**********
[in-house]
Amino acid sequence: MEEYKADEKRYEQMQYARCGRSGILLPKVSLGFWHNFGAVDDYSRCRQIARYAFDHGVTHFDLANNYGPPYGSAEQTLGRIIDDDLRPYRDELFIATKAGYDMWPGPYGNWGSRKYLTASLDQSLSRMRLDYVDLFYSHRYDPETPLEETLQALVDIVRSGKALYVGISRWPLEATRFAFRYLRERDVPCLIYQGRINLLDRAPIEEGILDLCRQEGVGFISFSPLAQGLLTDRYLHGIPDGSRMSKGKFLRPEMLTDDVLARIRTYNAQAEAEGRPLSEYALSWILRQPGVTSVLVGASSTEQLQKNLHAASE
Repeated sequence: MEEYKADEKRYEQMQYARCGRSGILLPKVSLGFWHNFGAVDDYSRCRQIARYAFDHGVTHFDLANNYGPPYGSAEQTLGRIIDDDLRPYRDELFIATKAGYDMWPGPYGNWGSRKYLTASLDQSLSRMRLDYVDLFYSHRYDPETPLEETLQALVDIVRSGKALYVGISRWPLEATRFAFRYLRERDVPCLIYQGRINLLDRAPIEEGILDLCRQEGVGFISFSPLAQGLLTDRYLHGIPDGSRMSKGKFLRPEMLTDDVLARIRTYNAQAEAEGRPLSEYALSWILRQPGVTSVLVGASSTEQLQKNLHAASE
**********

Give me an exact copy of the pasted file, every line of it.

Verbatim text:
[in-house]
Amino acid sequence: MEEYKADEKRYEQMQYARCGRSGILLPKVSLGFWHNFGAVDDYSRCRQIARYAFDHGVTHFDLANNYGPPYGSAEQTLGRIIDDDLRPYRDELFIATKAGYDMWPGPYGNWGSRKYLTASLDQSLSRMRLDYVDLFYSHRYDPETPLEETLQALVDIVRSGKALYVGISRWPLEATRFAFRYLRERDVPCLIYQGRINLLDRAPIEEGILDLCRQEGVGFISFSPLAQGLLTDRYLHGIPDGSRMSKGKFLRPEMLTDDVLARIRTYNAQAEAEGRPLSEYALSWILRQPGVTSVLVGASSTEQLQKNLHAASE
Repeated sequence: MEEYKADEKRYEQMQYARCGRSGILLPKVSLGFWHNFGAVDDYSRCRQIARYAFDHGVTHFDLANNYGPPYGSAEQTLGRIIDDDLRPYRDELFIATKAGYDMWPGPYGNWGSRKYLTASLDQSLSRMRLDYVDLFYSHRYDPETPLEETLQALVDIVRSGKALYVGISRWPLEATRFAFRYLRERDVPCLIYQGRINLLDRAPIEEGILDLCRQEGVGFISFSPLAQGLLTDRYLHGIPDGSRMSKGKFLRPEMLTDDVLARIRTYNAQAEAEGRPLSEYALSWILRQPGVTSVLVGASSTEQLQKNLHAASE